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Re: Makefile and gprof problem

From: Paul Pluzhnikov
Subject: Re: Makefile and gprof problem
Date: Fri, 29 Dec 2006 10:33:42 -0800
User-agent: Gnus/5.1006 (Gnus v5.10.6) XEmacs/21.4 (Jumbo Shrimp, linux)

RS <> writes:

>>> real    0m57.768s
>>> user    0m40.878s
>>> sys     0m7.812s

>> This says: most of the time is spent in user-level code.
>> Such code consists of:
>> 1. your own code (main exe, libraries, etc.), and
>> 2. "system" libraries (libc.dylib (or whatever it's called on OSX))
> OK Thanks, so most of the time is in the user level, which it makes
> sense because my code has many calls to 2D convolutions, linear algebra,
> and other user defined code that one would expect take some time to run.

Hmm. That would imply that gprof is not working for you ...

You should always start with a simple test case so you have some
confidence in your tools. Here is a "proof" that gprof works on
my system:


    $ cat spin.c
    #include <stdlib.h>

    void spin(int x)
      for (int i = 0; i < x; ++i)

    void call_spin(int x)
      for (int i = 0; i < x; ++i)

    int main(int argc, char *argv[])
      int count = 1000;
      if (1 < argc) count = atoi(argv[1]);
      return 0;

    $ gcc --std=c99 spin.c -g -pg
    $ time ./a.out 40000

    real  0m14.347s
    user  0m14.335s
    sys   0m0.005s

    $ gprof ./a.out
    Flat profile:

    Each sample counts as 0.01 seconds.
      %   cumulative   self              self     total           
     time   seconds   seconds    calls   s/call   s/call  name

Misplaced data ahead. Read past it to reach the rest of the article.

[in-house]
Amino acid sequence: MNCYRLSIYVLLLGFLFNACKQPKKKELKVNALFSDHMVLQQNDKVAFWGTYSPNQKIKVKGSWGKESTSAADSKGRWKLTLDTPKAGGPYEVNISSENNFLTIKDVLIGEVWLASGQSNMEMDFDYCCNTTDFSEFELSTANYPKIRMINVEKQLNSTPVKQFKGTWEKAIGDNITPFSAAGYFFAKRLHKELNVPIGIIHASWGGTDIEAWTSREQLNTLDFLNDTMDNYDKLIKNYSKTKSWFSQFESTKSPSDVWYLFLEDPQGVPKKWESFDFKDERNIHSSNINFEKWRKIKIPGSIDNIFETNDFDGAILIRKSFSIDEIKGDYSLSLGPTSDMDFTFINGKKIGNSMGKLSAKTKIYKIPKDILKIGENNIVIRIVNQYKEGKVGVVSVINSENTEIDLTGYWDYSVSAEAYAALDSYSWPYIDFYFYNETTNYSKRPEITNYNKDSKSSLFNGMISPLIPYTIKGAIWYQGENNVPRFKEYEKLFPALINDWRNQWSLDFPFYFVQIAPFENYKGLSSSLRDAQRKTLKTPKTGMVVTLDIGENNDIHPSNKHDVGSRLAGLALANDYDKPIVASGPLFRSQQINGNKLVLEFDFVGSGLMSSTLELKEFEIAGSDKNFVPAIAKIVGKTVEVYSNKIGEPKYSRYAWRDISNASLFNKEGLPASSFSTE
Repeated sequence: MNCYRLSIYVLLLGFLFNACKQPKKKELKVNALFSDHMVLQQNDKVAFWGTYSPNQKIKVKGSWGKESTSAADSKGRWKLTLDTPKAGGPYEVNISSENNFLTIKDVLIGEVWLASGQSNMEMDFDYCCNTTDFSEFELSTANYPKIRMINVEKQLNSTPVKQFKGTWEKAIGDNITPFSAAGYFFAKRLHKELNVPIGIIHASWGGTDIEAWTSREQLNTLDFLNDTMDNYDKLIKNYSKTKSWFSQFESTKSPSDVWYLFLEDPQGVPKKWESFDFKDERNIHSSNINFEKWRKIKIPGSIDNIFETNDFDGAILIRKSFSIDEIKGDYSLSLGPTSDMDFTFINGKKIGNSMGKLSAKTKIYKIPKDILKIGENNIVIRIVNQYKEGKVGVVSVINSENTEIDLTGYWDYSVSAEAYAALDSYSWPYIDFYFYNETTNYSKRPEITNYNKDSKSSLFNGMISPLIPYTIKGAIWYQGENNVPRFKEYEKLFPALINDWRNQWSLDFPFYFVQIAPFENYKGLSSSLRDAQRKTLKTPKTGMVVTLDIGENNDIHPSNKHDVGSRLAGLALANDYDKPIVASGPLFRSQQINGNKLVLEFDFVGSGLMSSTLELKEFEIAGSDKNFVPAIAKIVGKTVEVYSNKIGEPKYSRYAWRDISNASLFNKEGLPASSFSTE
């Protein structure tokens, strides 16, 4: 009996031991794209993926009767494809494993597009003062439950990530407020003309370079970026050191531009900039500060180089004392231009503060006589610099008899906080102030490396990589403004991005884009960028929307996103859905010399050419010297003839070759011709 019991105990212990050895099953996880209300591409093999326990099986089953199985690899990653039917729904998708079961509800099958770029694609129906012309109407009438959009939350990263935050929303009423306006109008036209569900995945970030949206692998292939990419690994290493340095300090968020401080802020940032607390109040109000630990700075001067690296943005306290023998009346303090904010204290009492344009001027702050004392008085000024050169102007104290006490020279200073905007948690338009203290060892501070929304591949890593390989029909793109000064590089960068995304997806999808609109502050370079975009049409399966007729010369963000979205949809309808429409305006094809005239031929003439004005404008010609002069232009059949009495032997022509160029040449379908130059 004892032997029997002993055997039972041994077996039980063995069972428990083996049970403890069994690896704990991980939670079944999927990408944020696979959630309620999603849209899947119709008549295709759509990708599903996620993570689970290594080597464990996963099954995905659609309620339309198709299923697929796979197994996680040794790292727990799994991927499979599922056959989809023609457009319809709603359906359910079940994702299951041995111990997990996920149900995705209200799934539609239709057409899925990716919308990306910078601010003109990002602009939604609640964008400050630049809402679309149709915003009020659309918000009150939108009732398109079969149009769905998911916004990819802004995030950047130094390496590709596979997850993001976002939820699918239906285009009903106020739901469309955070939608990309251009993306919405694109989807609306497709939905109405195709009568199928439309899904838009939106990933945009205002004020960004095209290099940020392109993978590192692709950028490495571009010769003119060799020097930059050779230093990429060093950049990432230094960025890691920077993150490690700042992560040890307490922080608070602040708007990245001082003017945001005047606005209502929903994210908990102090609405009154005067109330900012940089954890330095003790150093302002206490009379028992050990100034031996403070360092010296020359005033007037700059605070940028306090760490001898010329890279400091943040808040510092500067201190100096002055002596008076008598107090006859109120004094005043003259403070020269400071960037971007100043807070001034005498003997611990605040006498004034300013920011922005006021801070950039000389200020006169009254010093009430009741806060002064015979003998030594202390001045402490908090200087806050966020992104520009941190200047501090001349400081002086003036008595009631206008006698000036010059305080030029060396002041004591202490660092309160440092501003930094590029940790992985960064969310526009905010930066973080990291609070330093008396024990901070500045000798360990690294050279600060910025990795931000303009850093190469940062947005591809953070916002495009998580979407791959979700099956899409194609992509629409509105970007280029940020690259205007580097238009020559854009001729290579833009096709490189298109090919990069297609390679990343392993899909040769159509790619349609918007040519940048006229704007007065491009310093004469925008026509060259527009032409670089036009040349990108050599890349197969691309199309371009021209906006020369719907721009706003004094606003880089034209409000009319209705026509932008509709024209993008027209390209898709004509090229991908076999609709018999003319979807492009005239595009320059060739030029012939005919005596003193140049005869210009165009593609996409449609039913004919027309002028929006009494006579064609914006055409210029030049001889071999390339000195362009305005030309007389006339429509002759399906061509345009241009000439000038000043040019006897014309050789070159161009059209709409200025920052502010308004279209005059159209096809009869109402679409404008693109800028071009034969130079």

100.59    144.17   144.17    40000     0.00     0.00  spin
      0.01    144.19     0.02        1     0.02   144.19  call_spin

Note that total seconds is very close to 10 * 'user time'.

This is the first time I see such discrepancy, and a quick google
search didn't reveal anything obvious.

It probably has to do with HZ=100 in Linux 2.4 but HZ=1000 in
2.6 kernels.

Also note that number of calls to spin() and call_spin() is correct.

    granularity: each sample hit covers 2 byte(s) for 0.01% of 144.19 seconds

    index % time    self  children    called     name
                    0.02  144.17       1/1           main [2]
    [1]    100.0    0.02  144.17       1         call_spin [1]
                  144.17    0.00   40000/40000       spin [3]
    [2]    100.0    0.00  144.19                 main [2]
                    0.02  144.17       1/1           call_spin [1]
                  144.17    0.00   40000/40000       call_spin [1]
    [3]    100.0  144.17    0.00   40000         spin [3]

All of the above also make perfect sense.

If the output on your system differes from the above (e.g. you get
no samples and 0.0 for 'self'), then clearly:

- something is wrong with your system (or with gprof on Mac OS X), and
- looking at results from your own program is pointless, since a
  trivial test doesn't work.

> But I don't see how then
> one can in general use gprof, because most of the time one doesn't have
> access to system libraries that were built  with -pg. I mean, one can
> not recompile libc.a every time one wants to use a profiler

You don't need to recompile libc.a every time.

You compile it once, call it libc_p.a, and arrange to link against
it when doing profiling. The exact details of how this is done are
system-specific, and I have zero experience with Mac OS; perhaps
someone else can guide you better.

> Well, I  know for fact that my user defined code takes some time to run
> (extensive use of loops and user defined convoluted functions).

In that case my previous theory doesn't hold water, and you must
seek alternative explanation. One possible explanation is that gprof
is broken on your system (or on Mac OS X; or on specific revisions
of Mac OS and gcc ...).

In order to understand recursion you must first understand recursion.
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